Supreme Court Holds Oral Arguments in Second Extraordinary Session Challenge

On Oct. 21, the Wisconsin Supreme Court held oral arguments in the second challenge in state courts to the laws passed in the 2018 extraordinary session (2017 Acts 368, 369, and 370).

The plaintiffs, Service Employees International Union, Wisconsin Federation of Nurses and Health Professionals, American Federation of Teachers-Wisconsin, and Milwaukee Area Service and Hospitality Workers, allege that the laws passed in the 2018 extraordinary session are an unconstitutional violation of the separation of powers doctrine. The Wisconsin Supreme Court will review whether provisions, including increased legislative oversight of rulemaking, attorney general lawsuits, and agency appropriations, interfere with the governor’s and attorney general’s constitutional power and whether committee oversight without opportunity for a gubernatorial veto violates constitutional separation of powers.

At oral arguments, Justices asked questions regarding whether the attorney general’s authority lies in the executive or legislative branch of state government. Plaintiffs argued the attorney general is a part of the executive branch described in Wis. Const. Art. V § 4, which enforces the law.  The defendant Legislature argued Art. VI § 3 allows the Legislature to determine the powers and duties of the attorney general.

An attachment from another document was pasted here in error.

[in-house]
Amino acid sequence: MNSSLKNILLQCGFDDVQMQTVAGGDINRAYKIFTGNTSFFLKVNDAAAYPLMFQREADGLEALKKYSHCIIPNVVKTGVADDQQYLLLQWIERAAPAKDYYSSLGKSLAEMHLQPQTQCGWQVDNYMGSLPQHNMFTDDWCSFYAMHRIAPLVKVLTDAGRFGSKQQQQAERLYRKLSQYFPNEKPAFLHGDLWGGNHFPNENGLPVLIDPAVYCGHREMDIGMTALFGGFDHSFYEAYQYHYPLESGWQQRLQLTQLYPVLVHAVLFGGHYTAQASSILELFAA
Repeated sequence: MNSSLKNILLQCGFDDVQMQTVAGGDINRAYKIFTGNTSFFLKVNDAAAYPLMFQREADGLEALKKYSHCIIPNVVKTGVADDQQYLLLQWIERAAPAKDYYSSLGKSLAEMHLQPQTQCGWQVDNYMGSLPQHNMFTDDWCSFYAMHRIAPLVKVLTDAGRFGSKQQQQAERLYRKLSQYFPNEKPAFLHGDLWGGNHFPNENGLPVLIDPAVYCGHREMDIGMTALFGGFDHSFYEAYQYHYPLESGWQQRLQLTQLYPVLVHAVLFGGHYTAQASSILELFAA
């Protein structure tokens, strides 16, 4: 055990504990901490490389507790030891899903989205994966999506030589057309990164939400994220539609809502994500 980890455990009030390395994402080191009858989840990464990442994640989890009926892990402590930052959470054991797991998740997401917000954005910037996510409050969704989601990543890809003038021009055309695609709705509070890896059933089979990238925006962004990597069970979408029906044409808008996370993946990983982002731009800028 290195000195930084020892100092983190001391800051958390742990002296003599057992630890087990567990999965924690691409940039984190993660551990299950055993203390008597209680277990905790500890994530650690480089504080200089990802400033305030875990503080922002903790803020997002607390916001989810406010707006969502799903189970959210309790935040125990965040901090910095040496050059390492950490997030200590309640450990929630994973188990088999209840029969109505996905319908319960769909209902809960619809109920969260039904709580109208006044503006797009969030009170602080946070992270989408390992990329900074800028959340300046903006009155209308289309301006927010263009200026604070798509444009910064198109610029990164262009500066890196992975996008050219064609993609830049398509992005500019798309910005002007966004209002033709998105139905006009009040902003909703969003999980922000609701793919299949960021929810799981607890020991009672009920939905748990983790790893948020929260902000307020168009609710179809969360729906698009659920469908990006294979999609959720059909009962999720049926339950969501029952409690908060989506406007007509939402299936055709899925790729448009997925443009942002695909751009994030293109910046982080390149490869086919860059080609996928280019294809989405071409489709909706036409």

Justice Kelly noted that, if the attorney general was part of the executive branch, the attorney general would, potentially, be subordinate to the governor. In reality, the attorney general can take different positions and act outside the governor’s purview.

Chief Justice Roggensack pointed out a federal statute similar to Act 369 provisions requiring Legislative oversight of settlement agreements. The Chief Justice and others did note that the Legislature may be able to remove some but not all of the attorney general’s powers.

A significant portion of the argument also focused on bicameralism. Plaintiffs argued the provision of Act 369 allowing the Joint Committee for Review of Administrative (JCRAR) rules to suspend rules multiple times subverts the Wisconsin’s Constitution because JCRAR can stop rules, which have the force of law, without votes in both chambers of the Legislature.

This case is one of several challenging the 2018 extraordinary session laws. Read more about the extraordinary session litigation.